Eternal Paradise of the Spotless Mind


By F.G. Anderson

When the idea came to me I was still young enough to believe in big dreams yet old enough to make them come true. I have the potential to vanquish the thing called evil, the root of which happened to be humanity, who after all was the cause of nature’s sorrow.

During my vacation stay at Oxford University, I met Shepard, a charismatic genius giving glorifying lectures about the brilliance of anarchism. When he was expelled for spreading blasphemous agenda to the world’s designated future leaders, I took him on board of my quest, which takes place on my island Paradise, where Shepard created the incurable, mass-infection Alpha Virus, one of the first inventions in our subterranean lavatory under the island, and in just four days it killed the seven billion people on earth and spared everything else. I installed an umbrella force field around Paradise, as a security measure. To populate Paradise we created two thousand human infants through genetic engineering, and designed individual strands of intelligence function and injected some chosen functions into their brains. Alone I decided which functions are necessary for the people to possess. Quite by accident, I found out how to make immortality, and together we drank a mug of the elixir of life. By day seven, we created the infrastructure of Paradise.

The bioengineered folks are very intuitive. When released from the glass cylinders they resided in for the first bit of their lives, they set about excavating areas of the island to build huts and grew vegetation. Sometimes I chose to work with them, and built a hut of my own. Shepard however was busy pondering his own thoughts, and didn’t join in, though he was concerned whether the Paradise folks were happy. He surveyed and the answer was always the nonchalant “sure”.

One evening we sat on our lawn chairs next to the bottomless pit, we weren’t able to figure out how deep the pit is, so was it named. Shepard was gazing off into the distance beyond the force field; a veil separating two sides of the sky. “What do you think the rest of the world is up to since we left it?”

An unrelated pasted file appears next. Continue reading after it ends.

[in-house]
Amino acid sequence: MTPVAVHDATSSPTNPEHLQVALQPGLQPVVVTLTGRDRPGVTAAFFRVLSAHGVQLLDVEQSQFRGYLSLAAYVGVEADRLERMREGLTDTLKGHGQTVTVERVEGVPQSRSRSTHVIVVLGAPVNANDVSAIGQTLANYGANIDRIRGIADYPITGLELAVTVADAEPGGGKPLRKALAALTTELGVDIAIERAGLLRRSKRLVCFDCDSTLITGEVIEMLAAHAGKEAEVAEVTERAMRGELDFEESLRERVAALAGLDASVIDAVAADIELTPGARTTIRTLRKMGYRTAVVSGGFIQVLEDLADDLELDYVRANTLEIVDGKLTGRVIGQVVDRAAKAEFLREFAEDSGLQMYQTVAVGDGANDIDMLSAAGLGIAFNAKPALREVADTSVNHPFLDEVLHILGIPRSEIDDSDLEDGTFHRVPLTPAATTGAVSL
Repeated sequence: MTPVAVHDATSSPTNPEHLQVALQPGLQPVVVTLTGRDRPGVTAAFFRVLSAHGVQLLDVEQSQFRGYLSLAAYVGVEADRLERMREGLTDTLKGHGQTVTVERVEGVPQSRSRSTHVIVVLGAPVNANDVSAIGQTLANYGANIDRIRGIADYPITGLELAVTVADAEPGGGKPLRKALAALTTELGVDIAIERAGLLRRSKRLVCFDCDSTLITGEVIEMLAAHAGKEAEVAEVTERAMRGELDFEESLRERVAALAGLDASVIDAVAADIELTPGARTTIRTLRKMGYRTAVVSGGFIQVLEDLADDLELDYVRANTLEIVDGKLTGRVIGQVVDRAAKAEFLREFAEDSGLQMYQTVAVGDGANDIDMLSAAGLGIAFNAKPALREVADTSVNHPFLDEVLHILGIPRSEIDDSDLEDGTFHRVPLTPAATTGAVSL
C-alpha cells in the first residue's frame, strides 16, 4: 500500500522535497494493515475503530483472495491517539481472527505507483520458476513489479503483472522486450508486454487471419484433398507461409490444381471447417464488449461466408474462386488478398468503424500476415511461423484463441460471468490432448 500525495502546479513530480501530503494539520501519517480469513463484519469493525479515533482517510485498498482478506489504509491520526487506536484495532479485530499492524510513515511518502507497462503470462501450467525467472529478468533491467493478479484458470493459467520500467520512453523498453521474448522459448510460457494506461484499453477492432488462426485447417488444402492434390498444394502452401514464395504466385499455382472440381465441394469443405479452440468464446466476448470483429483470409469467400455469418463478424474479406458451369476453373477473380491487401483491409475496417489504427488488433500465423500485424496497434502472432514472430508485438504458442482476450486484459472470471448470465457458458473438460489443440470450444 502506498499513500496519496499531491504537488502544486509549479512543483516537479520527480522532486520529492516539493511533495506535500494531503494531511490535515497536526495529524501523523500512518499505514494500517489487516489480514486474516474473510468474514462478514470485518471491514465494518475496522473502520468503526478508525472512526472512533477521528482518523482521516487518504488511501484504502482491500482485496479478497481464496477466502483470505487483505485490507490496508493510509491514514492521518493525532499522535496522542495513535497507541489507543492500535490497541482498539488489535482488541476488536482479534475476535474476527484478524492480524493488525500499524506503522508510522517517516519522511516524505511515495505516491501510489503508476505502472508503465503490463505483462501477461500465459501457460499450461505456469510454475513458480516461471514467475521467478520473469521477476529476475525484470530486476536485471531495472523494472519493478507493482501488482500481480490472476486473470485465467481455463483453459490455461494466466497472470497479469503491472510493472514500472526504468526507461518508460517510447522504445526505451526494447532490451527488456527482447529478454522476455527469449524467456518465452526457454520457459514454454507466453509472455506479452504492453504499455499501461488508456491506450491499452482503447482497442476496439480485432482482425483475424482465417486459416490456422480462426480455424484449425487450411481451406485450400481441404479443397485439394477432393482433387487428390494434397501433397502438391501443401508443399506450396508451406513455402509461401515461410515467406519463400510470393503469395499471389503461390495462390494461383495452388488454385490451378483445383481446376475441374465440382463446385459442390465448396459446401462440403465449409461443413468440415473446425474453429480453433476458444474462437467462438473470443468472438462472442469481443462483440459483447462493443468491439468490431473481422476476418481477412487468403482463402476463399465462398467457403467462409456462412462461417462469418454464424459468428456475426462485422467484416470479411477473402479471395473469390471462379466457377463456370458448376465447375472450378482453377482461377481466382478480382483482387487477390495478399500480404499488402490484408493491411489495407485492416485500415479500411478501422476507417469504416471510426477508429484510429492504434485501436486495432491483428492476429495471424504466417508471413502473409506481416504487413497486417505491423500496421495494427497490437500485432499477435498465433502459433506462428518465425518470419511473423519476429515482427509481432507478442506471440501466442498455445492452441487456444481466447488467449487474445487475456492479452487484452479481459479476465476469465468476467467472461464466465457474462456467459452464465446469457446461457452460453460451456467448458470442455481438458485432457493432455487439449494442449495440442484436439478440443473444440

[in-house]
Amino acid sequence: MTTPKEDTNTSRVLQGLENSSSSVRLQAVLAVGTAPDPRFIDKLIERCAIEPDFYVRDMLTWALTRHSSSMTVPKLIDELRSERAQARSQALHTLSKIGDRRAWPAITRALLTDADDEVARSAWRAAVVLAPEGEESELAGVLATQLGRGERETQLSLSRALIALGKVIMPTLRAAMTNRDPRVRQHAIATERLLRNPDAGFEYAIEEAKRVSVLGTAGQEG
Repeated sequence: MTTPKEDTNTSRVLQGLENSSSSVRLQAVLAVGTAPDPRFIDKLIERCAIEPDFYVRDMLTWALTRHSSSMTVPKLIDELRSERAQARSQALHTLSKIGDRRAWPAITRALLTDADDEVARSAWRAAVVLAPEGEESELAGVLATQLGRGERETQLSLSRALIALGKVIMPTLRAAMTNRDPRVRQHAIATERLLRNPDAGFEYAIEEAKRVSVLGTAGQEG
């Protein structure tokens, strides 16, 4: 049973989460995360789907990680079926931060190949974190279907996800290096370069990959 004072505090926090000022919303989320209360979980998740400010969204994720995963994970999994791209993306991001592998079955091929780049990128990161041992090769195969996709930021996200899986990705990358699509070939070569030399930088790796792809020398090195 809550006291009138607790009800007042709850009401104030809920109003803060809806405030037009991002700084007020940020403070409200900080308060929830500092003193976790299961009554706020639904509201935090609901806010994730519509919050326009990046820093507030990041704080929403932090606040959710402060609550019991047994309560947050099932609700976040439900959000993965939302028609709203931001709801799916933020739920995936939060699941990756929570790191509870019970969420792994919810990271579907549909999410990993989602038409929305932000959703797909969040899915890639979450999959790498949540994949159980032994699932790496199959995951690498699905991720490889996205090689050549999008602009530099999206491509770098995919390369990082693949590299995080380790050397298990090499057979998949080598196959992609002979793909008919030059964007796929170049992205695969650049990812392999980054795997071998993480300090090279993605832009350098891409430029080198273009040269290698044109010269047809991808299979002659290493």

I thought a bit, “Well, I think nature must have retaken the reins.”

He brought about the possibility of human survivors, I agreed to that.

In an epiphany, Sheppard then told me of making planet earth our own kingdom, of enslaving the surviving humanity on earth to work for us, of creating an army of super soldiers with our bioengineering and of greeting extraterrestrials before December.

“I’m already happy here, aren’t you?” I asked, not entirely shocked of his rather outlandish vision.

“Ah, but you’ll be happier when ‘here’ is no longer just this puny little island in the middle of the ocean, it’d be the universe you’re referring to.”

I thought for a minute. “No thanks,” I concluded, “if we do that, the Paradise folks aren’t going to live such happy lives, they’ll be unwillingly pulled into the lure for power.”

Shepard grew silent. He left his chair soon after with the words: “Just you wait.”

When Shepard galloped into the lab with some folks in tow, he showed them a tractor parked at the rear of the lab and launched into a speech how the tractor would speed up the harvest one hundred times than using their manual tools. Then the folks would have more time to pursue greater interests, such as fulfilling Shepard’s vision. I went over to listen to his awe-aspiring speech. While he was at a pause I strode up and said “What Shepard says is true, but the problem is that all machines like this one can not do work without fuel, and fuel we don’t have any at all.”

“Well, where to get fuel?” one fellow asked, aware of the primary issue here, and I shrugged, because I know no exact place. With a few nods, the folks went back to their work of harvesting apples.